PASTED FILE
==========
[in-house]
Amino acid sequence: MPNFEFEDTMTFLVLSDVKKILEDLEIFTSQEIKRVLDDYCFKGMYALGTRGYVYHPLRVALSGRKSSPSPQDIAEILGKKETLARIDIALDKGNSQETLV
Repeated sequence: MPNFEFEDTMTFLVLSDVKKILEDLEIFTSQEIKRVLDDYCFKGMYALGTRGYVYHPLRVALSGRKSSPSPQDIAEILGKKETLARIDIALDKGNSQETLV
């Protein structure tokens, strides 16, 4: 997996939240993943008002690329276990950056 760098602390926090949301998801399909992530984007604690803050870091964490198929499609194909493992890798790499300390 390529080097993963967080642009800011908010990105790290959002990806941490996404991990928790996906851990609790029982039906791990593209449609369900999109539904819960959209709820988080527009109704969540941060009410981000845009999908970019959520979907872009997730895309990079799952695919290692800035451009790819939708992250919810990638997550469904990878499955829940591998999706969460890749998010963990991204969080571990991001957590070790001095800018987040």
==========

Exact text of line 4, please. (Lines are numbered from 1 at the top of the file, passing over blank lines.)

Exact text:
């Protein structure tokens, strides 16, 4: 997996939240993943008002690329276990950056 760098602390926090949301998801399909992530984007604690803050870091964490198929499609194909493992890798790499300390 390529080097993963967080642009800011908010990105790290959002990806941490996404991990928790996906851990609790029982039906791990593209449609369900999109539904819960959209709820988080527009109704969540941060009410981000845009999908970019959520979907872009997730895309990079799952695919290692800035451009790819939708992250919810990638997550469904990878499955829940591998999706969460890749998010963990991204969080571990991001957590070790001095800018987040």